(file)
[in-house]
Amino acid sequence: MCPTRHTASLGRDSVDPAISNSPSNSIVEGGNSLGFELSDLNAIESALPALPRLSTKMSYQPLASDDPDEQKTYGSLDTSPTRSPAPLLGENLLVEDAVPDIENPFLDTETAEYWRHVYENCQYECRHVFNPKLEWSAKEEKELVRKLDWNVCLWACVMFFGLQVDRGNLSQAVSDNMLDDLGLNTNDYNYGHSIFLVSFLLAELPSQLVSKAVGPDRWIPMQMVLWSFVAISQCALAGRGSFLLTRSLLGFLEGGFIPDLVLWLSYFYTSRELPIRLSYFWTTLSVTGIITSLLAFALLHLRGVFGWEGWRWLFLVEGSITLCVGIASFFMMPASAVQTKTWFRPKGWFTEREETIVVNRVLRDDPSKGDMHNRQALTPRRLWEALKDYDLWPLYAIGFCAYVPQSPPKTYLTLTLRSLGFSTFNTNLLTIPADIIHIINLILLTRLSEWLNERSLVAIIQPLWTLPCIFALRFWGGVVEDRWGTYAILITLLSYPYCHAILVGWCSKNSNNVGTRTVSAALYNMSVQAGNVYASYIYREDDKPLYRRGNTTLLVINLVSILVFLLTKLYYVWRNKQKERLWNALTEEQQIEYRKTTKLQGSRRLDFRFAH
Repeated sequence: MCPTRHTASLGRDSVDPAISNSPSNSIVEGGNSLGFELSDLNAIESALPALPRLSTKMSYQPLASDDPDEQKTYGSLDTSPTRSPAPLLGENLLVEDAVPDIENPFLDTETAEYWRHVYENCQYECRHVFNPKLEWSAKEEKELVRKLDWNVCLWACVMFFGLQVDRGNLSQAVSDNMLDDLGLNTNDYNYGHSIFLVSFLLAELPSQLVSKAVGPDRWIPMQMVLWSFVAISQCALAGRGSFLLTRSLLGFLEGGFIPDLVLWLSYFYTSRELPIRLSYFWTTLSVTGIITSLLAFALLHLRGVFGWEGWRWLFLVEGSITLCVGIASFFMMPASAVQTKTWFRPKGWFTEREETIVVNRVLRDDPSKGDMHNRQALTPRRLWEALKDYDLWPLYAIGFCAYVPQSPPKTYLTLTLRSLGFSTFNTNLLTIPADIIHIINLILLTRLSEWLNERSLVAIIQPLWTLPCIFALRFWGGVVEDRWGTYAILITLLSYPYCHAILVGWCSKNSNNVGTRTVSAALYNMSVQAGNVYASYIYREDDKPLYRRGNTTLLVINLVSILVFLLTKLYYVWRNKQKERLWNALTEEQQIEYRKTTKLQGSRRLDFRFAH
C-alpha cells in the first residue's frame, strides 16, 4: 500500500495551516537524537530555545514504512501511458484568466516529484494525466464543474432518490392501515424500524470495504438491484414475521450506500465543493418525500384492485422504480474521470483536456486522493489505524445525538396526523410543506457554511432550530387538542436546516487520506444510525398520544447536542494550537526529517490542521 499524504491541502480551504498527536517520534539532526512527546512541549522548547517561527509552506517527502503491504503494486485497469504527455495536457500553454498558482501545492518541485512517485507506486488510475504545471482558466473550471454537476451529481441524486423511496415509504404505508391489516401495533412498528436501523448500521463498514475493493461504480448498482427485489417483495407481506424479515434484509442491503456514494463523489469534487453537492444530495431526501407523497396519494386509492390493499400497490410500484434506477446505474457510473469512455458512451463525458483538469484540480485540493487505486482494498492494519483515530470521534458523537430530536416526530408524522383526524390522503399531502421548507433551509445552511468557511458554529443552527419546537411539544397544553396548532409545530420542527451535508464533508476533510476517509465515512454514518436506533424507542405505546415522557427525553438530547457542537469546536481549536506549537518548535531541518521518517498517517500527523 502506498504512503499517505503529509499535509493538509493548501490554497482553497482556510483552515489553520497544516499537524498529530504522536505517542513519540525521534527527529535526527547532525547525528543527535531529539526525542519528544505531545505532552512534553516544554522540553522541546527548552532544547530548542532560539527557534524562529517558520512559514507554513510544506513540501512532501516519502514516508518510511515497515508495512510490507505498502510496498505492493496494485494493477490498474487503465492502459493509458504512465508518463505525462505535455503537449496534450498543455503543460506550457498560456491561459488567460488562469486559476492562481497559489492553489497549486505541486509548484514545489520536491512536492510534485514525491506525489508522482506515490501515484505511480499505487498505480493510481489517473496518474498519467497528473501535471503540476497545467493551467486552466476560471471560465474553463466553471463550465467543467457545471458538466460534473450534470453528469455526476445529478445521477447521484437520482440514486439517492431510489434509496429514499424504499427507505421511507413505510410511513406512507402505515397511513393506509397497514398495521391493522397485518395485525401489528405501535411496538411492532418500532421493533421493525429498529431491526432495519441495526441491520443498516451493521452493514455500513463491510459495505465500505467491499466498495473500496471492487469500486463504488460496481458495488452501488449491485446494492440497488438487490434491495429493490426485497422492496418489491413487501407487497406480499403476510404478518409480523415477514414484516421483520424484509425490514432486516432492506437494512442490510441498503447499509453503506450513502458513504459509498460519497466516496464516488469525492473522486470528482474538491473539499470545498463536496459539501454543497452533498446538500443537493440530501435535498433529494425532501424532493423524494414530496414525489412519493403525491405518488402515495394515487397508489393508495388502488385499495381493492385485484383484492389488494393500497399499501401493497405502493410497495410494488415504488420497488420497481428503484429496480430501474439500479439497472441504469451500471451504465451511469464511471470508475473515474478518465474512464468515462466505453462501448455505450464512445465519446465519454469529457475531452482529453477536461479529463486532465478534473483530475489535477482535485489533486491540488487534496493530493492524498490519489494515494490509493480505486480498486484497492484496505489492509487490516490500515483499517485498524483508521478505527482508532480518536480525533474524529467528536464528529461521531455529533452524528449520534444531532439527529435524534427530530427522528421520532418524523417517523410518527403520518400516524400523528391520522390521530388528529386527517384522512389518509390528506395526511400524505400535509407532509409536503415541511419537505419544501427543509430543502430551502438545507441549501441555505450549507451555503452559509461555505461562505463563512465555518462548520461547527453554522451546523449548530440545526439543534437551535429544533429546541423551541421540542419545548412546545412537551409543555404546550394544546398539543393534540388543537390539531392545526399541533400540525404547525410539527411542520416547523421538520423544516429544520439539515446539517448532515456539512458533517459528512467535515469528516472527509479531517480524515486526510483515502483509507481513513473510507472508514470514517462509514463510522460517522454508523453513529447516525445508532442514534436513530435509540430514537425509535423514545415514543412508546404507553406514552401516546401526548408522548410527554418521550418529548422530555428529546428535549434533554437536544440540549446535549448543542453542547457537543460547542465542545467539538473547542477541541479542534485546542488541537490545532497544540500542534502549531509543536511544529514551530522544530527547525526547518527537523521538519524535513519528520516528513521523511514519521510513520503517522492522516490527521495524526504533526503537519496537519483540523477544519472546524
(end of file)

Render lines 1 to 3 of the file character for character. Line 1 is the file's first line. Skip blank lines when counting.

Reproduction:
[in-house]
Amino acid sequence: MCPTRHTASLGRDSVDPAISNSPSNSIVEGGNSLGFELSDLNAIESALPALPRLSTKMSYQPLASDDPDEQKTYGSLDTSPTRSPAPLLGENLLVEDAVPDIENPFLDTETAEYWRHVYENCQYECRHVFNPKLEWSAKEEKELVRKLDWNVCLWACVMFFGLQVDRGNLSQAVSDNMLDDLGLNTNDYNYGHSIFLVSFLLAELPSQLVSKAVGPDRWIPMQMVLWSFVAISQCALAGRGSFLLTRSLLGFLEGGFIPDLVLWLSYFYTSRELPIRLSYFWTTLSVTGIITSLLAFALLHLRGVFGWEGWRWLFLVEGSITLCVGIASFFMMPASAVQTKTWFRPKGWFTEREETIVVNRVLRDDPSKGDMHNRQALTPRRLWEALKDYDLWPLYAIGFCAYVPQSPPKTYLTLTLRSLGFSTFNTNLLTIPADIIHIINLILLTRLSEWLNERSLVAIIQPLWTLPCIFALRFWGGVVEDRWGTYAILITLLSYPYCHAILVGWCSKNSNNVGTRTVSAALYNMSVQAGNVYASYIYREDDKPLYRRGNTTLLVINLVSILVFLLTKLYYVWRNKQKERLWNALTEEQQIEYRKTTKLQGSRRLDFRFAH
Repeated sequence: MCPTRHTASLGRDSVDPAISNSPSNSIVEGGNSLGFELSDLNAIESALPALPRLSTKMSYQPLASDDPDEQKTYGSLDTSPTRSPAPLLGENLLVEDAVPDIENPFLDTETAEYWRHVYENCQYECRHVFNPKLEWSAKEEKELVRKLDWNVCLWACVMFFGLQVDRGNLSQAVSDNMLDDLGLNTNDYNYGHSIFLVSFLLAELPSQLVSKAVGPDRWIPMQMVLWSFVAISQCALAGRGSFLLTRSLLGFLEGGFIPDLVLWLSYFYTSRELPIRLSYFWTTLSVTGIITSLLAFALLHLRGVFGWEGWRWLFLVEGSITLCVGIASFFMMPASAVQTKTWFRPKGWFTEREETIVVNRVLRDDPSKGDMHNRQALTPRRLWEALKDYDLWPLYAIGFCAYVPQSPPKTYLTLTLRSLGFSTFNTNLLTIPADIIHIINLILLTRLSEWLNERSLVAIIQPLWTLPCIFALRFWGGVVEDRWGTYAILITLLSYPYCHAILVGWCSKNSNNVGTRTVSAALYNMSVQAGNVYASYIYREDDKPLYRRGNTTLLVINLVSILVFLLTKLYYVWRNKQKERLWNALTEEQQIEYRKTTKLQGSRRLDFRFAH